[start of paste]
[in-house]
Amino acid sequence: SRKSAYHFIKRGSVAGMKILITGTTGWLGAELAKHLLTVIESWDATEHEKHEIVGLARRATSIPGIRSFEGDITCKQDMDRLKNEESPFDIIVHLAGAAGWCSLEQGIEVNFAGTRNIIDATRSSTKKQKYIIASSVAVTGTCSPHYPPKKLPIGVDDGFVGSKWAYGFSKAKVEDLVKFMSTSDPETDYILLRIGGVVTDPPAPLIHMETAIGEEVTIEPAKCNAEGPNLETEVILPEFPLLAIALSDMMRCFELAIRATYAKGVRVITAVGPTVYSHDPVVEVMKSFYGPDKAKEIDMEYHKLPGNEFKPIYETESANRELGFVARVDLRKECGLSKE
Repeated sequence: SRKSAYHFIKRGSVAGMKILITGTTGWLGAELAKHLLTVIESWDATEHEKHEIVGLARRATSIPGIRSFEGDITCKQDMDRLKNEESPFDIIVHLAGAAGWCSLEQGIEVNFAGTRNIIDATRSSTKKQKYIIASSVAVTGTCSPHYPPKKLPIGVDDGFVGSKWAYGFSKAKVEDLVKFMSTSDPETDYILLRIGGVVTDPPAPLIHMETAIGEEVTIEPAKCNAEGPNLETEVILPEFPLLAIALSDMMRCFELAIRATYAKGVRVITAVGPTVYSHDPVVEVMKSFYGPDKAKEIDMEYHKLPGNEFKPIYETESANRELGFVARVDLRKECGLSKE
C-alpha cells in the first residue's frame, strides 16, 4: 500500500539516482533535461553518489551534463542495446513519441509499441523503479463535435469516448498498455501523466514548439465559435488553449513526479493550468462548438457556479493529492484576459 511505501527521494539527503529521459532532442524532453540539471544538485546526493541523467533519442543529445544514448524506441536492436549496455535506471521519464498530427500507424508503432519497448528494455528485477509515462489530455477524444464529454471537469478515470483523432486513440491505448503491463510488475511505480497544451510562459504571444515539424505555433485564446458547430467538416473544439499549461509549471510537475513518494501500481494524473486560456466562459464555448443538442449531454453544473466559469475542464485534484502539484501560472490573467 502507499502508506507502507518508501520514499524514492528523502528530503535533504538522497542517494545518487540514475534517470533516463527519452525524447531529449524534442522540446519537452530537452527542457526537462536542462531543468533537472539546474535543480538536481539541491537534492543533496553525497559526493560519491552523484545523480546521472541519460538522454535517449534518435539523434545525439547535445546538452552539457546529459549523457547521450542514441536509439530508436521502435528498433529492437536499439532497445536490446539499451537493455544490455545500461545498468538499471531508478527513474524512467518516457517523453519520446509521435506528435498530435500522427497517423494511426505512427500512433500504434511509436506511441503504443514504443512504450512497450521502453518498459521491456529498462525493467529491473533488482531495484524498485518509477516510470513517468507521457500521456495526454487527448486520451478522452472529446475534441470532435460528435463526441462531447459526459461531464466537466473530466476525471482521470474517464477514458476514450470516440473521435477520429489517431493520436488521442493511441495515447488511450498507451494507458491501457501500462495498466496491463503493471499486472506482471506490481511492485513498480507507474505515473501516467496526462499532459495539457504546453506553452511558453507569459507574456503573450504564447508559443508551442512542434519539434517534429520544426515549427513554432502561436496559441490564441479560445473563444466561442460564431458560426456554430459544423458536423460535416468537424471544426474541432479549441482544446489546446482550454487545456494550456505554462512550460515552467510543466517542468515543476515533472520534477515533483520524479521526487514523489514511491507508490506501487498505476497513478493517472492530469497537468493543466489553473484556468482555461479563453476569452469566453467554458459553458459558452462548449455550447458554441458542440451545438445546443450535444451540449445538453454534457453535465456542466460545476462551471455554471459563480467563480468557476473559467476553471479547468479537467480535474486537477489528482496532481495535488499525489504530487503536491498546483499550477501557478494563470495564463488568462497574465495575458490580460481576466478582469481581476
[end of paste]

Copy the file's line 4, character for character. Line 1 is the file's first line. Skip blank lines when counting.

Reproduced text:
C-alpha cells in the first residue's frame, strides 16, 4: 500500500539516482533535461553518489551534463542495446513519441509499441523503479463535435469516448498498455501523466514548439465559435488553449513526479493550468462548438457556479493529492484576459 511505501527521494539527503529521459532532442524532453540539471544538485546526493541523467533519442543529445544514448524506441536492436549496455535506471521519464498530427500507424508503432519497448528494455528485477509515462489530455477524444464529454471537469478515470483523432486513440491505448503491463510488475511505480497544451510562459504571444515539424505555433485564446458547430467538416473544439499549461509549471510537475513518494501500481494524473486560456466562459464555448443538442449531454453544473466559469475542464485534484502539484501560472490573467 502507499502508506507502507518508501520514499524514492528523502528530503535533504538522497542517494545518487540514475534517470533516463527519452525524447531529449524534442522540446519537452530537452527542457526537462536542462531543468533537472539546474535543480538536481539541491537534492543533496553525497559526493560519491552523484545523480546521472541519460538522454535517449534518435539523434545525439547535445546538452552539457546529459549523457547521450542514441536509439530508436521502435528498433529492437536499439532497445536490446539499451537493455544490455545500461545498468538499471531508478527513474524512467518516457517523453519520446509521435506528435498530435500522427497517423494511426505512427500512433500504434511509436506511441503504443514504443512504450512497450521502453518498459521491456529498462525493467529491473533488482531495484524498485518509477516510470513517468507521457500521456495526454487527448486520451478522452472529446475534441470532435460528435463526441462531447459526459461531464466537466473530466476525471482521470474517464477514458476514450470516440473521435477520429489517431493520436488521442493511441495515447488511450498507451494507458491501457501500462495498466496491463503493471499486472506482471506490481511492485513498480507507474505515473501516467496526462499532459495539457504546453506553452511558453507569459507574456503573450504564447508559443508551442512542434519539434517534429520544426515549427513554432502561436496559441490564441479560445473563444466561442460564431458560426456554430459544423458536423460535416468537424471544426474541432479549441482544446489546446482550454487545456494550456505554462512550460515552467510543466517542468515543476515533472520534477515533483520524479521526487514523489514511491507508490506501487498505476497513478493517472492530469497537468493543466489553473484556468482555461479563453476569452469566453467554458459553458459558452462548449455550447458554441458542440451545438445546443450535444451540449445538453454534457453535465456542466460545476462551471455554471459563480467563480468557476473559467476553471479547468479537467480535474486537477489528482496532481495535488499525489504530487503536491498546483499550477501557478494563470495564463488568462497574465495575458490580460481576466478582469481581476